by Rebecca Silverman,
How would you rate episode 9 of
Kemono Jihen ?
After a couple of truly harrowing episodes, it's really nice of Kemono Jihen to give us a bit of a breather. There are still a few ugly moments – the kemono being taken care of this week calls herself “Katanashi” and she rips bits and pieces of women's faces off in an attempt to build herself a human face – but mostly the episode is devoted to the addition of Shiki's sister Aya to the gang and Aya and Kon fighting over a totally oblivious Kabane. Given how the poor kid was raised, it makes sense that he (and Kon, for that matter) would have zero clue about romantic love, but everyone's reactions when he names Inugami as his boyfriend are still priceless.
Aya is probably the most important piece of this episode. She's spent all eight years of her life thus far being treated like a wind-up doll by Akio, who dressed her in frilly pinafore dresses and used her as a healing object that he could wind up and let go whenever he wanted to. Given that he did seem to have some love for Shiki, this says a lot about how far he'd fallen, because there really weren't any moments in Aya's recollections when she remembers him treating her as a person, much less his niece. He may have had her preserve her mother's body, but it was Aya's initiative to hide her so that he couldn't use her anymore, which again speaks volumes.
And while Aya and her mother are now free and back with Shiki, It's clearly going to be a process. With many thanks to my new favorite character, tiny old veterinarian Ohana, Mom's now awake, but it's going to take her a while to get back on her feet. That means that Shiki's going to stay on at Inugami's, which is frankly more likely to be comfortable for him, since he's just had a number of beliefs he held shattered. One of those is definitely the idea of having a cute little sister, because the minute she's out of the woods, Aya undergoes a complete personality and style change. To say that she's precocious may not be doing her justice, but this kid has had enough of being controlled and is ready to take charge of herself, eight years old or not. And if that isn't bad enough for Shiki's mental well-being, she promptly confesses her feelings for Kabane and demands to become his girlfriend. (Not that he knows what that means.)
The rivalry between Aya and Kon forms the backbone for this episode's lighter heart, and if it's a little tropey, that's okay because it offers a welcome respite from the darker themes of the previous weeks – and probably of next week, which looks like it's going to get into Akira's missing twin brother. It's also not without its solid core, which helps to keep things from feeling like too abrupt a shift; Kon, abandoned by Inari, has very little understanding of what it means to care for or be cared for by someone, and all she knows is that Aya's possessive act around Kabane makes her angry. Kabane just knows that he doesn't want to hurt Kon, even if he's not sure why she's hurting, so there's a poignant undercurrent of children trying to figure out what it means to love and be loved that works with the rest of the series as a whole.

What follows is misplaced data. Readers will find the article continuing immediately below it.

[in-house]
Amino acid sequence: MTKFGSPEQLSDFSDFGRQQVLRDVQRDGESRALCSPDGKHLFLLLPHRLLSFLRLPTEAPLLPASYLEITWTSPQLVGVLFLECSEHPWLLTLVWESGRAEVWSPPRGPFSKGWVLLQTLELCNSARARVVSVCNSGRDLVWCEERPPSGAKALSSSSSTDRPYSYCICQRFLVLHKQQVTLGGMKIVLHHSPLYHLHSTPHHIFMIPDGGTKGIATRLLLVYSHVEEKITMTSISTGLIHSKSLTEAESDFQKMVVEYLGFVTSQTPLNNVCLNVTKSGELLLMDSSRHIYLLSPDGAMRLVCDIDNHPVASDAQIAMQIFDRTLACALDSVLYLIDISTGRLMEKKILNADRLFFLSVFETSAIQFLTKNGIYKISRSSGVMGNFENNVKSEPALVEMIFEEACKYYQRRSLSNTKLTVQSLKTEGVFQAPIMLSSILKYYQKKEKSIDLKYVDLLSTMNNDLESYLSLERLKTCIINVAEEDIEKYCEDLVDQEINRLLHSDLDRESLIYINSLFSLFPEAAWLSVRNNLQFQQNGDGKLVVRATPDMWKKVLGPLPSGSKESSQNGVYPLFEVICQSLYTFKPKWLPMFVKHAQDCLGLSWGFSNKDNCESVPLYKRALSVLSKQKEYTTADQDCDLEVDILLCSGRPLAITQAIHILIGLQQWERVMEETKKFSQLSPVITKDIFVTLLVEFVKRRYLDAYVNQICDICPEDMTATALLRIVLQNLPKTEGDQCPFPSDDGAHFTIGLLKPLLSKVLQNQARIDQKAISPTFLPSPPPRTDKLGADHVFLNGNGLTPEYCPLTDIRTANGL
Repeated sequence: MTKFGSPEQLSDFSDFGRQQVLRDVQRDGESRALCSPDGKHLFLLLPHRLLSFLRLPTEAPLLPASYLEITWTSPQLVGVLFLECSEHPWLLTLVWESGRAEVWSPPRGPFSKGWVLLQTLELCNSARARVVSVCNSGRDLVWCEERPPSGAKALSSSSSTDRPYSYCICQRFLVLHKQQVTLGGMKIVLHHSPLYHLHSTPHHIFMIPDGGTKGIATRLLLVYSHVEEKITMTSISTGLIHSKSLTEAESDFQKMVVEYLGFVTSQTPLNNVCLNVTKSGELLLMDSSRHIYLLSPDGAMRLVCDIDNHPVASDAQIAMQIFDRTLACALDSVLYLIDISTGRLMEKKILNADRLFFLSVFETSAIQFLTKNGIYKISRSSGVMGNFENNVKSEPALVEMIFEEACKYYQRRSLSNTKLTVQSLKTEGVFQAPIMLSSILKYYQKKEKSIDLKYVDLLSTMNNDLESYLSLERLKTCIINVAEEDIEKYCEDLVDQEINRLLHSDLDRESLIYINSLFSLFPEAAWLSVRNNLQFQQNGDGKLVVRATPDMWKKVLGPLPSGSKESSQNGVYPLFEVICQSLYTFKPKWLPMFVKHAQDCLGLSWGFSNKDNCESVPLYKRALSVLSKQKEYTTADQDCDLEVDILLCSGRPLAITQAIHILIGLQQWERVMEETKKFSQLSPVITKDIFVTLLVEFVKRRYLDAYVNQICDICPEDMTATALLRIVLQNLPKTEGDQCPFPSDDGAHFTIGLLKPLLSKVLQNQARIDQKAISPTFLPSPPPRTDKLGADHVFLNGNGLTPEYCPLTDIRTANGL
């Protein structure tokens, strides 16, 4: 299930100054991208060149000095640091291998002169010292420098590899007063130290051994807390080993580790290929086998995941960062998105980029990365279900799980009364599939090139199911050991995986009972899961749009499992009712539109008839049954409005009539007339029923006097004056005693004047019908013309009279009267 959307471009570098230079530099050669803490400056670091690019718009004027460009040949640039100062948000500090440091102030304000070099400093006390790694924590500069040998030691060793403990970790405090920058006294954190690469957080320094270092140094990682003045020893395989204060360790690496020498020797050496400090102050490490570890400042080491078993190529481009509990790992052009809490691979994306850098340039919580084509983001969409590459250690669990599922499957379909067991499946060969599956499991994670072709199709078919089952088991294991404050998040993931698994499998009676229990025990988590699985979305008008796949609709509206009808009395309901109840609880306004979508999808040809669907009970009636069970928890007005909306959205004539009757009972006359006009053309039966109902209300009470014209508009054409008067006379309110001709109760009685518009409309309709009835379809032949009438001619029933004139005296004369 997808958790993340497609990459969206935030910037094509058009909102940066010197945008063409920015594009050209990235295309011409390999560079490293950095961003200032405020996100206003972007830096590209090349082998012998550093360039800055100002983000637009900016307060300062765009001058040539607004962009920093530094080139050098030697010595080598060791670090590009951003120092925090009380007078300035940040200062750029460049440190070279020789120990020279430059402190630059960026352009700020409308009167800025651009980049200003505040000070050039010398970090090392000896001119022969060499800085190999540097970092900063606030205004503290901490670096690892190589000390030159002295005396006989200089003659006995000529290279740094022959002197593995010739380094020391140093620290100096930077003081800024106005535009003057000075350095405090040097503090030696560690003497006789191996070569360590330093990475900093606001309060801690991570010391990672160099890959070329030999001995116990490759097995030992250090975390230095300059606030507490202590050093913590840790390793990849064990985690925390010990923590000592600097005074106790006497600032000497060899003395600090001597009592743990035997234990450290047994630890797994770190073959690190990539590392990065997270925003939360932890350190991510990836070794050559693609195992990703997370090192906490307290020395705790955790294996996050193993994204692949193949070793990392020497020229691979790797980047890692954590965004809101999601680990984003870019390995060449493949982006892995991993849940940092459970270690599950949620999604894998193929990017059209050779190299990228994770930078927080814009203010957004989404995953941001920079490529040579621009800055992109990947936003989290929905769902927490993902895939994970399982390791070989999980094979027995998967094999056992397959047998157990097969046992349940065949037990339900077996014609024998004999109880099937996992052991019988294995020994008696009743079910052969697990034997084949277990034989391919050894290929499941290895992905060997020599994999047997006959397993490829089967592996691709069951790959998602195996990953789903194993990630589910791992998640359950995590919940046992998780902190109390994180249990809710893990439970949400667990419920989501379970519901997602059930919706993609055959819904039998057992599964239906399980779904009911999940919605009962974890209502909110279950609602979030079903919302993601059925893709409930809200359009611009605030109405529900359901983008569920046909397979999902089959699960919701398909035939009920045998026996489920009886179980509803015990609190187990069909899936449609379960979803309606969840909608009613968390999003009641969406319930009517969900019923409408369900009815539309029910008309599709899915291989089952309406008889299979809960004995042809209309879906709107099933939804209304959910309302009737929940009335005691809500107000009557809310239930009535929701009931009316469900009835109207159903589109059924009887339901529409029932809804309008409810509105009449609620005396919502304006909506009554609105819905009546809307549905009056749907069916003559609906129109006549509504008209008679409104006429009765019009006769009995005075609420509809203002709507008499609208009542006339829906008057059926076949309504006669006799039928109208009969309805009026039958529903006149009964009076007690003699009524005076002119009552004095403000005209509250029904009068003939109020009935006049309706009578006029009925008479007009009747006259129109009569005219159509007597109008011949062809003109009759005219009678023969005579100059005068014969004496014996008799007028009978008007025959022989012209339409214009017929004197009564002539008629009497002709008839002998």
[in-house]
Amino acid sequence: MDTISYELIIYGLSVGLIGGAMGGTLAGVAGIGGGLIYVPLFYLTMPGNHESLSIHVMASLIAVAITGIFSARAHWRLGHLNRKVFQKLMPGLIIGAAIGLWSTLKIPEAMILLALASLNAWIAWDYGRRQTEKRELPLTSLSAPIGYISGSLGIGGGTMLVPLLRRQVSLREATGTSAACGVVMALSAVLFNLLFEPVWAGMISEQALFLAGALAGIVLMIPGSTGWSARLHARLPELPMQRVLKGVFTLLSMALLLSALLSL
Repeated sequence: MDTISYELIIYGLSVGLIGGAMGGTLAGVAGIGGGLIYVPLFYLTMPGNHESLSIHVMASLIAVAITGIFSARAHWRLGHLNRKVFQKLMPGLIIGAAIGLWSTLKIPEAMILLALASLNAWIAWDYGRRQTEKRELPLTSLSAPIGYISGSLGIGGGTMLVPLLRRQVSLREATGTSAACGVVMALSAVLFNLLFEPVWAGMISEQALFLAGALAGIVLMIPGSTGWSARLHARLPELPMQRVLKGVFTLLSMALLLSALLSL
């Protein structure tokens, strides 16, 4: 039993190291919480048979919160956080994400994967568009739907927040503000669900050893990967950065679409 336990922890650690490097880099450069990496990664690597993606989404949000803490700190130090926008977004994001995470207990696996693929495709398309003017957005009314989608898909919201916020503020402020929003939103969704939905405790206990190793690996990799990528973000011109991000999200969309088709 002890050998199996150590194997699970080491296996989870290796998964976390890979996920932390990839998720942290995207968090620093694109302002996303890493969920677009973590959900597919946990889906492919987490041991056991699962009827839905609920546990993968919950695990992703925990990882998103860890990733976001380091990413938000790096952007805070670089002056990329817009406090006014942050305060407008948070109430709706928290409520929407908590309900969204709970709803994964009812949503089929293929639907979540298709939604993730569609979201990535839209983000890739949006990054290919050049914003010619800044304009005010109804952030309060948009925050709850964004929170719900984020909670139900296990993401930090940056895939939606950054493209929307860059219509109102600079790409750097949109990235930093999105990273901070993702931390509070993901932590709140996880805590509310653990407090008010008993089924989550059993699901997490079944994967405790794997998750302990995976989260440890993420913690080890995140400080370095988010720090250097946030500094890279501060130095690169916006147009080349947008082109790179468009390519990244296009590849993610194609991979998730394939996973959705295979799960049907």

That's also part of the kemono storyline for this week, with the katanashi. She's attacking human women because she's in love – with a young man who works at one of the nearby boutiques in Harajuku. She's trying to create a human body for herself so that she can meet him face-to-face, which seems like a very yokai sort of reasoning. (As far as I can tell, she's a combination of kuchisaki-onna, the split-mouth woman, and wauwau, a woman-faced demon with a body of hair.) That only Aya is able to solve the problem by making her a body out of healing spider silk speaks to her role as the most emotionally intelligent of the trio – and the way that she had to grow up far too quickly because of Akio.
But let me end on the most important thing: did you notice the names of some of the stores in the Harajuku scenes? Égg and Jesus Crêpes are hands-down my favorite weird anime store names since Tomato House in Nazca.
Kemono Jihen is currently streaming on FUNimation Entertainment.
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